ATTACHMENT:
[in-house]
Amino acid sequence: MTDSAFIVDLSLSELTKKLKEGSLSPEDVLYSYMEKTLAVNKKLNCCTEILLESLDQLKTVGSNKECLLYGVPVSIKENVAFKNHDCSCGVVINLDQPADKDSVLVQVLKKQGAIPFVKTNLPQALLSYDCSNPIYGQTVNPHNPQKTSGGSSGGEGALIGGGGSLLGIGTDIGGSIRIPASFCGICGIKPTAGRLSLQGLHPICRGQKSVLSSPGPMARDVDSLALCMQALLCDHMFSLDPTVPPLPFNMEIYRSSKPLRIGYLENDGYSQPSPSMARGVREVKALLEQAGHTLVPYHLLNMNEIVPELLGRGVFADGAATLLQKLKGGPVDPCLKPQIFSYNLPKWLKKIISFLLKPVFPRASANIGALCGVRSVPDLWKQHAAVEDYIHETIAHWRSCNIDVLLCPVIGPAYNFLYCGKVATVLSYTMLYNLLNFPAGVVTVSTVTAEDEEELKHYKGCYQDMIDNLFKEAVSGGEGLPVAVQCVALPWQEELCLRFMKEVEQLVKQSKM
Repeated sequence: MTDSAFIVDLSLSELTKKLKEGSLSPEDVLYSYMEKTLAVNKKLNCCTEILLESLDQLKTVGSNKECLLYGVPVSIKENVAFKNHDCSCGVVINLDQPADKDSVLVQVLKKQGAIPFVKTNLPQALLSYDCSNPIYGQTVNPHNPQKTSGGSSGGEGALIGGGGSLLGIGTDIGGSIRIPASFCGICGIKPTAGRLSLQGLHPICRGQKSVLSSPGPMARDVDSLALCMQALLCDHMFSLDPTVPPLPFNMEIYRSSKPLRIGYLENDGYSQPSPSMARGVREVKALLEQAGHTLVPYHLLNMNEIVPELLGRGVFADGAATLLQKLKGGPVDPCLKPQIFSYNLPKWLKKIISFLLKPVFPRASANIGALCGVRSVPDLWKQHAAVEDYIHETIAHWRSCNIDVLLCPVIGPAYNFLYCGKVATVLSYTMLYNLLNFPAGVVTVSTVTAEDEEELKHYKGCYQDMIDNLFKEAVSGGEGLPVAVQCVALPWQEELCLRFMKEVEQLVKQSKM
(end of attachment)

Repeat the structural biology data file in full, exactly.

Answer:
[in-house]
Amino acid sequence: MTDSAFIVDLSLSELTKKLKEGSLSPEDVLYSYMEKTLAVNKKLNCCTEILLESLDQLKTVGSNKECLLYGVPVSIKENVAFKNHDCSCGVVINLDQPADKDSVLVQVLKKQGAIPFVKTNLPQALLSYDCSNPIYGQTVNPHNPQKTSGGSSGGEGALIGGGGSLLGIGTDIGGSIRIPASFCGICGIKPTAGRLSLQGLHPICRGQKSVLSSPGPMARDVDSLALCMQALLCDHMFSLDPTVPPLPFNMEIYRSSKPLRIGYLENDGYSQPSPSMARGVREVKALLEQAGHTLVPYHLLNMNEIVPELLGRGVFADGAATLLQKLKGGPVDPCLKPQIFSYNLPKWLKKIISFLLKPVFPRASANIGALCGVRSVPDLWKQHAAVEDYIHETIAHWRSCNIDVLLCPVIGPAYNFLYCGKVATVLSYTMLYNLLNFPAGVVTVSTVTAEDEEELKHYKGCYQDMIDNLFKEAVSGGEGLPVAVQCVALPWQEELCLRFMKEVEQLVKQSKM
Repeated sequence: MTDSAFIVDLSLSELTKKLKEGSLSPEDVLYSYMEKTLAVNKKLNCCTEILLESLDQLKTVGSNKECLLYGVPVSIKENVAFKNHDCSCGVVINLDQPADKDSVLVQVLKKQGAIPFVKTNLPQALLSYDCSNPIYGQTVNPHNPQKTSGGSSGGEGALIGGGGSLLGIGTDIGGSIRIPASFCGICGIKPTAGRLSLQGLHPICRGQKSVLSSPGPMARDVDSLALCMQALLCDHMFSLDPTVPPLPFNMEIYRSSKPLRIGYLENDGYSQPSPSMARGVREVKALLEQAGHTLVPYHLLNMNEIVPELLGRGVFADGAATLLQKLKGGPVDPCLKPQIFSYNLPKWLKKIISFLLKPVFPRASANIGALCGVRSVPDLWKQHAAVEDYIHETIAHWRSCNIDVLLCPVIGPAYNFLYCGKVATVLSYTMLYNLLNFPAGVVTVSTVTAEDEEELKHYKGCYQDMIDNLFKEAVSGGEGLPVAVQCVALPWQEELCLRFMKEVEQLVKQSKM